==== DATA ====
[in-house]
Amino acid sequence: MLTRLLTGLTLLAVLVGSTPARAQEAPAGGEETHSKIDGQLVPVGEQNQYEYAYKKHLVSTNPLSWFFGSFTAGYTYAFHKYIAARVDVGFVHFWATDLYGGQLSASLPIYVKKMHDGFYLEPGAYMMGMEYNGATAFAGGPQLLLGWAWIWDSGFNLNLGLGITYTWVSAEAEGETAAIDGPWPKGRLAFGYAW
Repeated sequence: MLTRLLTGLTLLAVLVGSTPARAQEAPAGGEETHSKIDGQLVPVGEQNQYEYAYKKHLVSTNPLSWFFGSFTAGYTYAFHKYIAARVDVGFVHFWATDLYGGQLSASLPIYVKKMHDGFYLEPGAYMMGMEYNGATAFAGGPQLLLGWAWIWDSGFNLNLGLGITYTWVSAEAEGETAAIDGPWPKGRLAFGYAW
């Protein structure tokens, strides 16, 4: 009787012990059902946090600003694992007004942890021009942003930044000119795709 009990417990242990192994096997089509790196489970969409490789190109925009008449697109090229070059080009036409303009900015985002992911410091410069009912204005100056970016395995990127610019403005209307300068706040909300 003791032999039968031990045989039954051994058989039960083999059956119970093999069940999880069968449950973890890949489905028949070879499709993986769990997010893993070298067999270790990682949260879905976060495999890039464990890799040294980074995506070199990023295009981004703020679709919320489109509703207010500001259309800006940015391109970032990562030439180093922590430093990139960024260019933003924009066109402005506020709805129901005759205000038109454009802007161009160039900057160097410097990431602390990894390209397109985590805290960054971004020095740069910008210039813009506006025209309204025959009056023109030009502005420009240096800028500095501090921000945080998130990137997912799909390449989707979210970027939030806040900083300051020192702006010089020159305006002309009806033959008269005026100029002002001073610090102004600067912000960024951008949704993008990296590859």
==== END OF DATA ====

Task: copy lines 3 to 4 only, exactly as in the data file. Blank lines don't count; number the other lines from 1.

Repeated sequence: MLTRLLTGLTLLAVLVGSTPARAQEAPAGGEETHSKIDGQLVPVGEQNQYEYAYKKHLVSTNPLSWFFGSFTAGYTYAFHKYIAARVDVGFVHFWATDLYGGQLSASLPIYVKKMHDGFYLEPGAYMMGMEYNGATAFAGGPQLLLGWAWIWDSGFNLNLGLGITYTWVSAEAEGETAAIDGPWPKGRLAFGYAW
């Protein structure tokens, strides 16, 4: 009787012990059902946090600003694992007004942890021009942003930044000119795709 009990417990242990192994096997089509790196489970969409490789190109925009008449697109090229070059080009036409303009900015985002992911410091410069009912204005100056970016395995990127610019403005209307300068706040909300 003791032999039968031990045989039954051994058989039960083999059956119970093999069940999880069968449950973890890949489905028949070879499709993986769990997010893993070298067999270790990682949260879905976060495999890039464990890799040294980074995506070199990023295009981004703020679709919320489109509703207010500001259309800006940015391109970032990562030439180093922590430093990139960024260019933003924009066109402005506020709805129901005759205000038109454009802007161009160039900057160097410097990431602390990894390209397109985590805290960054971004020095740069910008210039813009506006025209309204025959009056023109030009502005420009240096800028500095501090921000945080998130990137997912799909390449989707979210970027939030806040900083300051020192702006010089020159305006002309009806033959008269005026100029002002001073610090102004600067912000960024951008949704993008990296590859």